Anesthesia and Patient Monitoring

Anesthesia and patient monitoring varies greatly among clinics. When you choose your veterinarian, be sure to question the types of anesthetics used and the protocols for monitoring anesthesia. Often the more expensive anesthetics are safer to use; however, anesthetics are also chosen for other reasons including their ability to control pain.

Managing Anxiety

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Sometimes a pet may be too painful or anxious about certain procedures. Sedation may be used to calm an animal under various conditions. The animal remains awake or may ‘sleep lightly’ but is easily aroused when stimulated.

When pets are extremely fearful, we can prescribe a form of treatment that can be given at home prior to their appointment to reduce anxiety and improve acceptance of handling while at the veterinary hospital.

In addition pet owners frequently request sedation for their animals during travel, thunderstorms, fireworks, etc. Sedation and tranquilization are specific for each patient, based on health concerns. Each animal should be assessed prior to dispensing these medicines.

Patient Monitoring

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We monitor our patients closely to keep them as safe as possible during procedures that require general anesthesia. A veterinary technician will continually assess your pet’s heart and respiratory rate, blood pressure, and other vital signs to help prevent any anesthetic risk.

Please feel free to ask us about our patient monitoring protocol or any concerns you might have about your pet’s procedure. We’d be happy to discuss these matters in more detail.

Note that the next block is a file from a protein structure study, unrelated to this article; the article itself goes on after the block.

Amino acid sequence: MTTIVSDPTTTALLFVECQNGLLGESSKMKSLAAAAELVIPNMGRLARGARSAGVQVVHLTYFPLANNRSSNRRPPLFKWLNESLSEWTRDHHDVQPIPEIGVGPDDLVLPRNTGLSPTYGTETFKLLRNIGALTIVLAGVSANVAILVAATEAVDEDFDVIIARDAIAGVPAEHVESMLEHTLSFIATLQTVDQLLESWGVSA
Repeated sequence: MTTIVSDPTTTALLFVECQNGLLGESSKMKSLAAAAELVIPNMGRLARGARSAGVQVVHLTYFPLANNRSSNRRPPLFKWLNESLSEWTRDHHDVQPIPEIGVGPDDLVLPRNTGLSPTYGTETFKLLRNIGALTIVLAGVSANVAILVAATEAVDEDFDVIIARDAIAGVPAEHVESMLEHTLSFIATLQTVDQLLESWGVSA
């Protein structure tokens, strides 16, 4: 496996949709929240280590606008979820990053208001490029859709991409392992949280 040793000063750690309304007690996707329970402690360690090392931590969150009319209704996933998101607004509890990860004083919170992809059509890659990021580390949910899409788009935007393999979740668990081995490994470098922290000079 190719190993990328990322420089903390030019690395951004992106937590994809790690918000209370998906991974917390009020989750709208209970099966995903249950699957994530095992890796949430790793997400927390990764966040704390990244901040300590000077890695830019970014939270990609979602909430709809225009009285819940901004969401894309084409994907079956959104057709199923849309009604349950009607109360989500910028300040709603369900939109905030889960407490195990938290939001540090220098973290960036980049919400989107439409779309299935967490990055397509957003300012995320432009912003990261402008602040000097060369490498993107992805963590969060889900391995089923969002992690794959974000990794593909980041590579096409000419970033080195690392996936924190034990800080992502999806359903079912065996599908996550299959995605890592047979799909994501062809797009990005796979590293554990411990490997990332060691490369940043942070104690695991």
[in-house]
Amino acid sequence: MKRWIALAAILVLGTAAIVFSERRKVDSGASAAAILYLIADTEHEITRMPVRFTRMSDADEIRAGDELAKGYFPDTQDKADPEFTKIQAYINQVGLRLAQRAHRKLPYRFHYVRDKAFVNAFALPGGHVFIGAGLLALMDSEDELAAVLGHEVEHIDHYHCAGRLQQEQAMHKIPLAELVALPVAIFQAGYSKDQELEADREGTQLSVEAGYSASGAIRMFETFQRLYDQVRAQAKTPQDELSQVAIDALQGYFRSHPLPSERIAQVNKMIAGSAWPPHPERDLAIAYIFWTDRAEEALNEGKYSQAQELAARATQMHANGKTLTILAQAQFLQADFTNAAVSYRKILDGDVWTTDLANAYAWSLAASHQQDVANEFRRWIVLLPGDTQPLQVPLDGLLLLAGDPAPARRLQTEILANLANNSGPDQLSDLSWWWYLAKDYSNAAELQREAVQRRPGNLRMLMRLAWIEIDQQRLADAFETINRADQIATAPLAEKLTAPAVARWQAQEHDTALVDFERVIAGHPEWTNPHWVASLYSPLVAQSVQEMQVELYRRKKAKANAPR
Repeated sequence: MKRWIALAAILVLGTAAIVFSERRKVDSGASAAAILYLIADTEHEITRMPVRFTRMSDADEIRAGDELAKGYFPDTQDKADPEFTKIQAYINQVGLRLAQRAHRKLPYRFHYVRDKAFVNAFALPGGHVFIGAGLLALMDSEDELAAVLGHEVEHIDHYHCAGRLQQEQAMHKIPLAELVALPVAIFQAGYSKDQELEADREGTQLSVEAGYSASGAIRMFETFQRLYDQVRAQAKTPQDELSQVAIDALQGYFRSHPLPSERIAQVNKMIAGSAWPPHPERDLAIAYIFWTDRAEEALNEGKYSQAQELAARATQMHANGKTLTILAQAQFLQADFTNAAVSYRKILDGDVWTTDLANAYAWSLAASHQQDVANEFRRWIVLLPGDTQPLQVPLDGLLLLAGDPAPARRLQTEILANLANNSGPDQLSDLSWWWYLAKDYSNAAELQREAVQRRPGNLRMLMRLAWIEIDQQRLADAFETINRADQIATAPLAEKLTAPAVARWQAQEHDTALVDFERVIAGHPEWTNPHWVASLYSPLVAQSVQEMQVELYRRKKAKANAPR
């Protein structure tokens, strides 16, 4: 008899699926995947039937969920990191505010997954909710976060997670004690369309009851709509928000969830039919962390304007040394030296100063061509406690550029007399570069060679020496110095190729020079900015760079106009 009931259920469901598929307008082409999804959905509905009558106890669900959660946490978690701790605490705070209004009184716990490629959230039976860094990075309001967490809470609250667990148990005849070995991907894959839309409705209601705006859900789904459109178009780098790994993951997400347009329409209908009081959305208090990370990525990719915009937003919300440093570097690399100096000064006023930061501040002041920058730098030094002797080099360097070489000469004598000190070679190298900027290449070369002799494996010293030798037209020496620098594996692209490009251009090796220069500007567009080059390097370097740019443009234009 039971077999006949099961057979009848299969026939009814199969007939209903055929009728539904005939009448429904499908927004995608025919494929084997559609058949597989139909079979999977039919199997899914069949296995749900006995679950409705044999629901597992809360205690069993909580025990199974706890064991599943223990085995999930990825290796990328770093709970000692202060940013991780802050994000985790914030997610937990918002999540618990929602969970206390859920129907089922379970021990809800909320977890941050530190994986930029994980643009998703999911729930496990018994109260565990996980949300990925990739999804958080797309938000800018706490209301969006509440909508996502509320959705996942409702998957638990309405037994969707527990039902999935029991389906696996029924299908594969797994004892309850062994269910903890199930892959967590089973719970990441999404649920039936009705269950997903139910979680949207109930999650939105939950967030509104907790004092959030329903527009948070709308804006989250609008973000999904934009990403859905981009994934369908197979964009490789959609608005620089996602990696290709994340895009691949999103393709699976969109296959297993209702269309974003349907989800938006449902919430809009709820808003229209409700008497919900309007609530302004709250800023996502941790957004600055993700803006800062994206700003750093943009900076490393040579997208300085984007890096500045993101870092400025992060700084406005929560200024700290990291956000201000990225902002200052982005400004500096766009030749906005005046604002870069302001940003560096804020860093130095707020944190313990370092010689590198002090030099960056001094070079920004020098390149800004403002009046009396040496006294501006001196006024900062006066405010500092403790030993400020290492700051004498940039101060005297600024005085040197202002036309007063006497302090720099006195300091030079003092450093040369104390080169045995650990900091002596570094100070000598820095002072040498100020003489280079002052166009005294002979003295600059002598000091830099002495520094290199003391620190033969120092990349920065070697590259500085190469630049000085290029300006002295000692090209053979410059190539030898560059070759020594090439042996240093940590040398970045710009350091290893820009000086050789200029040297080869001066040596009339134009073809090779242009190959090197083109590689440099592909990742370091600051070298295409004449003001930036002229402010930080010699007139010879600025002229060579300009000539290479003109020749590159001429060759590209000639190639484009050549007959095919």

General Anesthesia

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For some procedures, your pet will need to be administered general anesthesia so that he or she will be unconscious and not feel pain. Many pet owners worry about their pets being administered general anesthesia. We can assure you that modern anesthesia is generally quite safe; to further lower any risk, we perform a physical examination and run blood work ahead of time to catch any underlying health issues. In addition, we follow a specific anesthetic protocol, including monitoring vital signs during the procedure, to ensure the safety of our patients.

We begin most general anesthetic procedures by administering a sedative to help the pet relax and decrease any anxiety and pain. We then administer an intravenous drug to provide complete anesthesia and place a breathing tube into the patient’s trachea (windpipe). To maintain the state of unconsciousness, we deliver a gas anesthetic in combination with oxygen through the breathing tube.

Please contact us if you have any questions or concerns about your pet receiving general anesthesia or about the procedure for which your pet is scheduled.

Local Anesthesia

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If your pet is having a minor surgical or diagnostic procedure performed, we sometimes use a local anesthetic to help control pain. For example, when we perform a biopsy (in which a small portion of tissue is surgically removed so it can be examined), we often use a local anesthetic. Local anesthetics cause a loss of sensation in the area where the procedure is being performed. We sometimes use a sedative and/or anxiolytic (anti-anxiety medication) in combination with the local anesthetic to keep pets calm during a procedure.

Please contact us if you have any questions or concerns about your pet receiving local anesthesia or about the procedure for which your pet is scheduled.